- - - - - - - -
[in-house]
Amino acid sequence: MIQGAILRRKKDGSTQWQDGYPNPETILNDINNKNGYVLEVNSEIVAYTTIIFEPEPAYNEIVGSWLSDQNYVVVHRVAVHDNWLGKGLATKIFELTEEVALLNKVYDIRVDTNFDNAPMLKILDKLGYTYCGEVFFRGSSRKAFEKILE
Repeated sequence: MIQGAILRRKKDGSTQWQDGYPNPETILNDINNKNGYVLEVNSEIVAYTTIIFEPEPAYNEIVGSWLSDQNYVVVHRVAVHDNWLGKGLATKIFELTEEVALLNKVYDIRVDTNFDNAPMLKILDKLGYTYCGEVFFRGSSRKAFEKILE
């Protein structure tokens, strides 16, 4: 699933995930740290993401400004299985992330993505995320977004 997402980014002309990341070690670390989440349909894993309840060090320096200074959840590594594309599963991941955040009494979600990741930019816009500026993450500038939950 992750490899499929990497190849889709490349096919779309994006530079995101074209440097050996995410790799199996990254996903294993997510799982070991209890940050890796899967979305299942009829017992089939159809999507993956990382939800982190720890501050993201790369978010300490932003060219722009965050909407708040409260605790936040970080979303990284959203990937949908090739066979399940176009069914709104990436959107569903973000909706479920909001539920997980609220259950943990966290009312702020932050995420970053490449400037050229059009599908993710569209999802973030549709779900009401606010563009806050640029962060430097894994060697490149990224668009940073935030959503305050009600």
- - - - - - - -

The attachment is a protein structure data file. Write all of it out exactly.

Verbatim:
[in-house]
Amino acid sequence: MIQGAILRRKKDGSTQWQDGYPNPETILNDINNKNGYVLEVNSEIVAYTTIIFEPEPAYNEIVGSWLSDQNYVVVHRVAVHDNWLGKGLATKIFELTEEVALLNKVYDIRVDTNFDNAPMLKILDKLGYTYCGEVFFRGSSRKAFEKILE
Repeated sequence: MIQGAILRRKKDGSTQWQDGYPNPETILNDINNKNGYVLEVNSEIVAYTTIIFEPEPAYNEIVGSWLSDQNYVVVHRVAVHDNWLGKGLATKIFELTEEVALLNKVYDIRVDTNFDNAPMLKILDKLGYTYCGEVFFRGSSRKAFEKILE
């Protein structure tokens, strides 16, 4: 699933995930740290993401400004299985992330993505995320977004 997402980014002309990341070690670390989440349909894993309840060090320096200074959840590594594309599963991941955040009494979600990741930019816009500026993450500038939950 992750490899499929990497190849889709490349096919779309994006530079995101074209440097050996995410790799199996990254996903294993997510799982070991209890940050890796899967979305299942009829017992089939159809999507993956990382939800982190720890501050993201790369978010300490932003060219722009965050909407708040409260605790936040970080979303990284959203990937949908090739066979399940176009069914709104990436959107569903973000909706479920909001539920997980609220259950943990966290009312702020932050995420970053490449400037050229059009599908993710569209999802973030549709779900009401606010563009806050640029962060430097894994060697490149990224668009940073935030959503305050009600």